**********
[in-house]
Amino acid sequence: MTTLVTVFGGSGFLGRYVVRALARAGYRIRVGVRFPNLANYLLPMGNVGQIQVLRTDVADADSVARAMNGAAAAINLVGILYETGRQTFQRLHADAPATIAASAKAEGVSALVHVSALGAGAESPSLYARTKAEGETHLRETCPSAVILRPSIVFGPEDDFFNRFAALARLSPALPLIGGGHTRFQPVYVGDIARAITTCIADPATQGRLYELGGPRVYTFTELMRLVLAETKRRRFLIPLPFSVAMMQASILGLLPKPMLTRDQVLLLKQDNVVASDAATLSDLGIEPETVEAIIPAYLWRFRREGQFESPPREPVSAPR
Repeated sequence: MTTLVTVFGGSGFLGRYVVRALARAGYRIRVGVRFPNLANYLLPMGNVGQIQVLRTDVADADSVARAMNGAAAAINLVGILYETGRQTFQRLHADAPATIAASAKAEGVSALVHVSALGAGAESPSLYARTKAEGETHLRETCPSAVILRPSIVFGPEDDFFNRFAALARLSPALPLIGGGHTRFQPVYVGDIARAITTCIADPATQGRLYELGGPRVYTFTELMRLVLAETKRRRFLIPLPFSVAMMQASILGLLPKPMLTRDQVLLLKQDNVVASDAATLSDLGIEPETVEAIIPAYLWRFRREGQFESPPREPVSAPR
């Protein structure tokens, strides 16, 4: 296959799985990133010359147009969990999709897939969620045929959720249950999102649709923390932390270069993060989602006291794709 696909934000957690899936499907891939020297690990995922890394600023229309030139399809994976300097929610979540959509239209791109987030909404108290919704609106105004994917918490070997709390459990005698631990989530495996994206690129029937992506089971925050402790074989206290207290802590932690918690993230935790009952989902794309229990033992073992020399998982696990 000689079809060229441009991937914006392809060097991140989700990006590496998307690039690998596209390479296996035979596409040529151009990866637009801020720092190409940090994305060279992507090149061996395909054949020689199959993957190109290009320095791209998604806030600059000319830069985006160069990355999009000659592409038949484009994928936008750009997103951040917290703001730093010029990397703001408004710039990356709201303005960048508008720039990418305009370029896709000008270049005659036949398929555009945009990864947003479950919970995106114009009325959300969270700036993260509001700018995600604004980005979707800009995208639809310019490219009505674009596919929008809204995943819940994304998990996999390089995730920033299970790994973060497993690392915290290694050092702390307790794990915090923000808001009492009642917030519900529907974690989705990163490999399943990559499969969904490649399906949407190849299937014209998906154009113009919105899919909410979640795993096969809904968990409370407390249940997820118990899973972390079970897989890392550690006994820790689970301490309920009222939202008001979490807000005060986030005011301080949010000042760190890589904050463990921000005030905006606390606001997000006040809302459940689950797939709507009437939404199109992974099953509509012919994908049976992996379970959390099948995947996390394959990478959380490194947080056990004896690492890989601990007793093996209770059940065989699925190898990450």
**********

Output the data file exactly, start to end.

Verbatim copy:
[in-house]
Amino acid sequence: MTTLVTVFGGSGFLGRYVVRALARAGYRIRVGVRFPNLANYLLPMGNVGQIQVLRTDVADADSVARAMNGAAAAINLVGILYETGRQTFQRLHADAPATIAASAKAEGVSALVHVSALGAGAESPSLYARTKAEGETHLRETCPSAVILRPSIVFGPEDDFFNRFAALARLSPALPLIGGGHTRFQPVYVGDIARAITTCIADPATQGRLYELGGPRVYTFTELMRLVLAETKRRRFLIPLPFSVAMMQASILGLLPKPMLTRDQVLLLKQDNVVASDAATLSDLGIEPETVEAIIPAYLWRFRREGQFESPPREPVSAPR
Repeated sequence: MTTLVTVFGGSGFLGRYVVRALARAGYRIRVGVRFPNLANYLLPMGNVGQIQVLRTDVADADSVARAMNGAAAAINLVGILYETGRQTFQRLHADAPATIAASAKAEGVSALVHVSALGAGAESPSLYARTKAEGETHLRETCPSAVILRPSIVFGPEDDFFNRFAALARLSPALPLIGGGHTRFQPVYVGDIARAITTCIADPATQGRLYELGGPRVYTFTELMRLVLAETKRRRFLIPLPFSVAMMQASILGLLPKPMLTRDQVLLLKQDNVVASDAATLSDLGIEPETVEAIIPAYLWRFRREGQFESPPREPVSAPR
């Protein structure tokens, strides 16, 4: 296959799985990133010359147009969990999709897939969620045929959720249950999102649709923390932390270069993060989602006291794709 696909934000957690899936499907891939020297690990995922890394600023229309030139399809994976300097929610979540959509239209791109987030909404108290919704609106105004994917918490070997709390459990005698631990989530495996994206690129029937992506089971925050402790074989206290207290802590932690918690993230935790009952989902794309229990033992073992020399998982696990 000689079809060229441009991937914006392809060097991140989700990006590496998307690039690998596209390479296996035979596409040529151009990866637009801020720092190409940090994305060279992507090149061996395909054949020689199959993957190109290009320095791209998604806030600059000319830069985006160069990355999009000659592409038949484009994928936008750009997103951040917290703001730093010029990397703001408004710039990356709201303005960048508008720039990418305009370029896709000008270049005659036949398929555009945009990864947003479950919970995106114009009325959300969270700036993260509001700018995600604004980005979707800009995208639809310019490219009505674009596919929008809204995943819940994304998990996999390089995730920033299970790994973060497993690392915290290694050092702390307790794990915090923000808001009492009642917030519900529907974690989705990163490999399943990559499969969904490649399906949407190849299937014209998906154009113009919105899919909410979640795993096969809904968990409370407390249940997820118990899973972390079970897989890392550690006994820790689970301490309920009222939202008001979490807000005060986030005011301080949010000042760190890589904050463990921000005030905006606390606001997000006040809302459940689950797939709507009437939404199109992974099953509509012919994908049976992996379970959390099948995947996390394959990478959380490194947080056990004896690492890989601990007793093996209770059940065989699925190898990450």